The briefing available to download below brings together existing toolkits and evidence on developing more effective local economic growth policy to support individuals to gain higher skills, or to support businesses to grow. Below we link to those toolkits and reviews summarised in the document, but you can download the PDF briefing at the bottom of this page for the full summary on the guidance which is more specifically related to Brexit, including three toolkits on exporting and investment, which were produced directly for the projects and based on suggestions from the local areas.

Using our evidence reviews and toolkits to respond to Brexit

Given our focus on local economic growth, we place particular emphasis on outcomes that most directly capture change in a local economy: wages, employment, and productivity. There are, of course, many other important ways in which places differ – in terms of the quality of life that they offer and the cost of living, for example. But, ultimately, if a local economic growth policy is not having a positive effect on wages, employment or productivity it’s pretty hard to claim that it is improving local economic performance. That is why this is the main remit of the Centre.

This is not a recipe book. Local context matters and local objectives differ. But areas that are aware of the evidence we present here will be better placed to design cost-effective local interventions that can help drive local growth and better respond to Brexit. We certainly do not know all the answers, and a key message that emerges from our work is that we need to do more to understand policy effectiveness and to improve the use of evidence in policy making. This is true for many policy areas, but especially important for local economic growth, because on the basis of existing evidence too many schemes have no, or only modest, measurable impact on policy objectives. We need more piloting and testing to better understand what works, where and for whom.

Improved policy design is key to raising both success rates and improving cost-effectiveness. The briefing summarises a lot of evidence which can help with the design process. To keep things manageable, the PDF document does not spend time carefully caveating every single finding. However, it’s important to recognise that many of the findings build on a relatively small number of studies, so these (unwritten) caveats are important. 

The online reviews and toolkits listed below provide a little more detail than the document.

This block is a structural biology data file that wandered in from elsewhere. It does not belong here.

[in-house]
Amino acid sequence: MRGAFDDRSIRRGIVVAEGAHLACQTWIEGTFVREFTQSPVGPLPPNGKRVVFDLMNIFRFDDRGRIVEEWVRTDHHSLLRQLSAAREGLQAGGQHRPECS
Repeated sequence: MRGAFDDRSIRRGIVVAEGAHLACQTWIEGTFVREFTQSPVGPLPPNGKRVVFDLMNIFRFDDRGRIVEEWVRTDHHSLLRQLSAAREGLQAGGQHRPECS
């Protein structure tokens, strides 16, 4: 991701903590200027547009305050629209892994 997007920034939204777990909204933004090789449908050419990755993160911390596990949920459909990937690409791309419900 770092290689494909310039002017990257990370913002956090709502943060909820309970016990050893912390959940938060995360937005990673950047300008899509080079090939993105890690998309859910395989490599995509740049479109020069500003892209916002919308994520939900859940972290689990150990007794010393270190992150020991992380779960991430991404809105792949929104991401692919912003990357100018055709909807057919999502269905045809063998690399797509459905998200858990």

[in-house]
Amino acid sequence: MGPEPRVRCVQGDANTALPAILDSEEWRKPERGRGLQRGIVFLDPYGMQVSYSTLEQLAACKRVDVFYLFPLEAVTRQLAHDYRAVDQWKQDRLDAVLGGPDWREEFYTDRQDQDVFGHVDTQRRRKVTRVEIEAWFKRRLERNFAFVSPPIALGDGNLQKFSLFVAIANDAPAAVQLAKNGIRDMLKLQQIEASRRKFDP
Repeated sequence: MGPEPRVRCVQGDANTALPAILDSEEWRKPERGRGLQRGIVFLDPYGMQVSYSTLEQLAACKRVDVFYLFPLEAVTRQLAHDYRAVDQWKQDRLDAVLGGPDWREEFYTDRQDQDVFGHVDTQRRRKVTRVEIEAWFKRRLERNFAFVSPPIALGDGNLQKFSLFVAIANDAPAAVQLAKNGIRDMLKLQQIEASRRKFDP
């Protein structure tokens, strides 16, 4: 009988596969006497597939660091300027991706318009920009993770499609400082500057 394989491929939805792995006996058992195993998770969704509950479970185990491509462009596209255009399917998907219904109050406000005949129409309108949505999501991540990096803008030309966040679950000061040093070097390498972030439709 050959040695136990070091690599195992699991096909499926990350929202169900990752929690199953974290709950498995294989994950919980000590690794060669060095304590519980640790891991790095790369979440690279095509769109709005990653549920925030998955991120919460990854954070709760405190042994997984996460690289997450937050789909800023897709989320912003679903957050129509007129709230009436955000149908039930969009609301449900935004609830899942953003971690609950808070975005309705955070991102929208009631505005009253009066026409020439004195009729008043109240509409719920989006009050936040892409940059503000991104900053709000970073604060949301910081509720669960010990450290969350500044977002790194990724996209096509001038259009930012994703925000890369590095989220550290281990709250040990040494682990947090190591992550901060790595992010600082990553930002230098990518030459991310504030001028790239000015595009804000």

Improving skills

Skills policy is an important way to support individuals and businesses in responding and adapting to the changes that Brexit is likely to bring to labour markets. In the UK, area level differences in skills are the most important factor driving differences in local economic performance. For individuals, higher skills are associated with better labour market outcomes: higher skilled people are more likely to get a job and earn more income than lower skilled people. For local areas, there is a clear link between skills and economic growth and labour market outcomes. The following reviews and toolkits provide guidance on how to design more effective skills policy.

Employment training:


Responding to major job losses:

Supporting firms

Places will need to respond to the changes in trade patterns brought about by Brexit by helping firms adjust and take advantage of new opportunities. As discussed above, in the UK, area-level differences in skills are the most important factor driving differences in local economic performance. But, even if we could equalise skills across areas, disparities would persist because of area-level differences in productivity.

Some of these differences in area-level productivity are explained by the quality of local institutions or the available infrastructure (e.g. roads, rail and broadband) as well as by the size of the area itself and its proximity to other areas. But reducing spatial disparities, and driving growth across all local areas, will also require us to tackle other firm-level factors – such as differences in technologies, in private sector investment rates, and in management and entrepreneurial capacity – that also help explain differences in productivity across the UK. The following reviews and toolkit offer guidance for places to support and grow their local business base to help prepare the local economy for the impacts Brexit may have.

Business advice:

Access to finance:

Export and inward investment support:

Accelerators and incubators: